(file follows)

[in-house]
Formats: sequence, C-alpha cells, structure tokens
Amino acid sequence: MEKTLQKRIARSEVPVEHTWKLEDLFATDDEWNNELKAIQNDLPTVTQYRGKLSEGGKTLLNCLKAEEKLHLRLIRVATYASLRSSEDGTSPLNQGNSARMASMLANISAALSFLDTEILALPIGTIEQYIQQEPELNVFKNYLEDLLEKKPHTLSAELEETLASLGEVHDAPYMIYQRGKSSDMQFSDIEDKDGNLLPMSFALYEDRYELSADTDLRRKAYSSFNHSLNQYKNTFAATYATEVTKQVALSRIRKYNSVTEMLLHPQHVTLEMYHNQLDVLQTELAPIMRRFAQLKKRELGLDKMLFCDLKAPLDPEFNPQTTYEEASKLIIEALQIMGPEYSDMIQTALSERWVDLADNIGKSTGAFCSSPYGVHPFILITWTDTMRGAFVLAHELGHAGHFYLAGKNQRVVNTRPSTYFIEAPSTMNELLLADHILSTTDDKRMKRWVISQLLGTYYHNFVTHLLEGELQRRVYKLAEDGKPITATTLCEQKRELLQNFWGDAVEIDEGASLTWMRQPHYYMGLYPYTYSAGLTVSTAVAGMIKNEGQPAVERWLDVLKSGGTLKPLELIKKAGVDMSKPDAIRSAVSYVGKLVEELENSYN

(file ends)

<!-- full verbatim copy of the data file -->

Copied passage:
[in-house]
Formats: sequence, C-alpha cells, structure tokens
Amino acid sequence: MEKTLQKRIARSEVPVEHTWKLEDLFATDDEWNNELKAIQNDLPTVTQYRGKLSEGGKTLLNCLKAEEKLHLRLIRVATYASLRSSEDGTSPLNQGNSARMASMLANISAALSFLDTEILALPIGTIEQYIQQEPELNVFKNYLEDLLEKKPHTLSAELEETLASLGEVHDAPYMIYQRGKSSDMQFSDIEDKDGNLLPMSFALYEDRYELSADTDLRRKAYSSFNHSLNQYKNTFAATYATEVTKQVALSRIRKYNSVTEMLLHPQHVTLEMYHNQLDVLQTELAPIMRRFAQLKKRELGLDKMLFCDLKAPLDPEFNPQTTYEEASKLIIEALQIMGPEYSDMIQTALSERWVDLADNIGKSTGAFCSSPYGVHPFILITWTDTMRGAFVLAHELGHAGHFYLAGKNQRVVNTRPSTYFIEAPSTMNELLLADHILSTTDDKRMKRWVISQLLGTYYHNFVTHLLEGELQRRVYKLAEDGKPITATTLCEQKRELLQNFWGDAVEIDEGASLTWMRQPHYYMGLYPYTYSAGLTVSTAVAGMIKNEGQPAVERWLDVLKSGGTLKPLELIKKAGVDMSKPDAIRSAVSYVGKLVEELENSYN